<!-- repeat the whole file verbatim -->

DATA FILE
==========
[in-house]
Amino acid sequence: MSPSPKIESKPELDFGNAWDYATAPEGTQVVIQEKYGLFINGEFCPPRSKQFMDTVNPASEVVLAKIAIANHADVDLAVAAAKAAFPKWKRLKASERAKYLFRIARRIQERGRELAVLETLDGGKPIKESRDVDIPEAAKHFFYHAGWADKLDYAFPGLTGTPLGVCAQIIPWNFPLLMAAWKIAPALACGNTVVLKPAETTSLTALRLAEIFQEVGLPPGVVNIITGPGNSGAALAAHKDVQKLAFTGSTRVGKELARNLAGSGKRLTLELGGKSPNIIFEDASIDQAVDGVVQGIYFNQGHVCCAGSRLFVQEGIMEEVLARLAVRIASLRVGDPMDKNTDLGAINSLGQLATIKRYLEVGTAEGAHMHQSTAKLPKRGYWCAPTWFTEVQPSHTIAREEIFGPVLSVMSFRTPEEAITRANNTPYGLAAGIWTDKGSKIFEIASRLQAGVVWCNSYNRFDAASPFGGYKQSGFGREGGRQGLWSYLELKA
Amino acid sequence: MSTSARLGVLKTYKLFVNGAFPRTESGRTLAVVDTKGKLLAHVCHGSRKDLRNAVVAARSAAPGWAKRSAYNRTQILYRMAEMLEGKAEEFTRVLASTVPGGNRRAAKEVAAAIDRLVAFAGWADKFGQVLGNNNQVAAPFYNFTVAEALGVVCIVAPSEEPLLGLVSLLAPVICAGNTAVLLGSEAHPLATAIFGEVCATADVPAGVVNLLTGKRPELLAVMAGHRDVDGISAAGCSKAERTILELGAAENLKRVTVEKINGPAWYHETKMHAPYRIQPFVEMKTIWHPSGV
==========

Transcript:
[in-house]
Amino acid sequence: MSPSPKIESKPELDFGNAWDYATAPEGTQVVIQEKYGLFINGEFCPPRSKQFMDTVNPASEVVLAKIAIANHADVDLAVAAAKAAFPKWKRLKASERAKYLFRIARRIQERGRELAVLETLDGGKPIKESRDVDIPEAAKHFFYHAGWADKLDYAFPGLTGTPLGVCAQIIPWNFPLLMAAWKIAPALACGNTVVLKPAETTSLTALRLAEIFQEVGLPPGVVNIITGPGNSGAALAAHKDVQKLAFTGSTRVGKELARNLAGSGKRLTLELGGKSPNIIFEDASIDQAVDGVVQGIYFNQGHVCCAGSRLFVQEGIMEEVLARLAVRIASLRVGDPMDKNTDLGAINSLGQLATIKRYLEVGTAEGAHMHQSTAKLPKRGYWCAPTWFTEVQPSHTIAREEIFGPVLSVMSFRTPEEAITRANNTPYGLAAGIWTDKGSKIFEIASRLQAGVVWCNSYNRFDAASPFGGYKQSGFGREGGRQGLWSYLELKA
Amino acid sequence: MSTSARLGVLKTYKLFVNGAFPRTESGRTLAVVDTKGKLLAHVCHGSRKDLRNAVVAARSAAPGWAKRSAYNRTQILYRMAEMLEGKAEEFTRVLASTVPGGNRRAAKEVAAAIDRLVAFAGWADKFGQVLGNNNQVAAPFYNFTVAEALGVVCIVAPSEEPLLGLVSLLAPVICAGNTAVLLGSEAHPLATAIFGEVCATADVPAGVVNLLTGKRPELLAVMAGHRDVDGISAAGCSKAERTILELGAAENLKRVTVEKINGPAWYHETKMHAPYRIQPFVEMKTIWHPSGV